A Peanut Butter and Jelly Childhood

8 09 2009

peanut butter and jellyReading Ana Hitzel’s blog post: Peanut Butter and Jelly, reminded me of when I was a kid.  When I was 10 years old, my parents divorced.  My mother decided to move all five of us kids (with me as the oldest and my 2-year-old brother being the youngest) to Salt Lake City, UT.  Apparently, as a Mormon, that is where you naturally gravitate after your marriage dissolves.  We had not family or friends that lived there, but that’s where we moved.  (I don’t know the reasoning behind it.  It just made sense at the time, I guess.) 

Anyway, we were very involved in our faith, sometimes going to church three times a week.  As such, we were always involved in church outings.  For Mormons, this involved ALOT of family-oriented activities with lots of kids and lots of food.  My mother thought we were just the most precious beings in all the land and decided that we must be shared with the poor souls unfortunate enough to have been blessed with our presence at these church outings.  At some point, after everyone had been well fed and sat around digesting their food, my mother would traipse her ragtag band of 5 children (no, the youngest did NOT get to wriggle his wayout of the public humiliation that was about to begin), set them up on the highest platform available for all the congregation to see (usually, this was a picnic table of some sort) and start us off on our singing of the “Peanut Butter and Jelly” (“Peanut, peanut butter…and jelly [whispered].  Barney, the purple dinosaurPeanut, peanut butter…and jelly [whispered]”), the “Free Widdle Fishies” (“Down in a meadow in an iddie-biddie pool, fwam free widdle fishies and the momma fishy, too”) or, if things went really well and my mom felt particularly proud, we would perform a medley of both songs, complete with choreography.  Oh yeah.  We rocked!  We always had quite a gathering around us to enjoy our fancy footwork and they ALWAYS clapped.  Why else would they clap if they didn’t think we were awesome?  I chose to ignore the “Oh those poor children” stares.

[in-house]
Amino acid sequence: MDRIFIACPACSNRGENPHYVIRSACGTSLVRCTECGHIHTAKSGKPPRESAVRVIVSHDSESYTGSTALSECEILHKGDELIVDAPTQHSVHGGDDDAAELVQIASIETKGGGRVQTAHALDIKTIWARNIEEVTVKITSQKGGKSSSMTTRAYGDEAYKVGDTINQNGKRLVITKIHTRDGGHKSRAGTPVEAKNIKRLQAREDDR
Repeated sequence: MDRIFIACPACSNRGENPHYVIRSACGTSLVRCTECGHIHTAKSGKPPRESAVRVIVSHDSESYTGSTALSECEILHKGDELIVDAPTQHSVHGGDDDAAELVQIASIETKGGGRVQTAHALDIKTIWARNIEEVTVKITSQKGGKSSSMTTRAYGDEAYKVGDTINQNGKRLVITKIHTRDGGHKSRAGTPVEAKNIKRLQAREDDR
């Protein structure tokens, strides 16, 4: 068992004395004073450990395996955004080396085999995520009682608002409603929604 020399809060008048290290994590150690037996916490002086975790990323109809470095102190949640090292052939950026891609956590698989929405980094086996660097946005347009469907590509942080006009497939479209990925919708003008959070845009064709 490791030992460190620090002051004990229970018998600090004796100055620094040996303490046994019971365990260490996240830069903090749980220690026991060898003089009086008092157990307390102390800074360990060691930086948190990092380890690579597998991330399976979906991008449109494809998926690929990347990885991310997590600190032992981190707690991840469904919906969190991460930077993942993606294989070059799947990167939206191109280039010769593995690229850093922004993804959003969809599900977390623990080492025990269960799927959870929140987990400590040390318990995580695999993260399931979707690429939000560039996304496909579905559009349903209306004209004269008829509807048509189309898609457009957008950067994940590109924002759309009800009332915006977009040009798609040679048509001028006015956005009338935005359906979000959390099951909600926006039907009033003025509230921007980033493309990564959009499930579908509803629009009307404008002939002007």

I thought I was over this childhood trauma until my son was about 3 years old and Barney came on the TV singing it.  That damn purple dinosaur sent me back in time to a little green picnic table in the middle of a park in Salt Lake City.  “Peanut, peanut butter…and jelly (whisper).  Peanut, peanut butter…and jelly (whimper).”  Thanks, Barney.  And, thank you, Mom.





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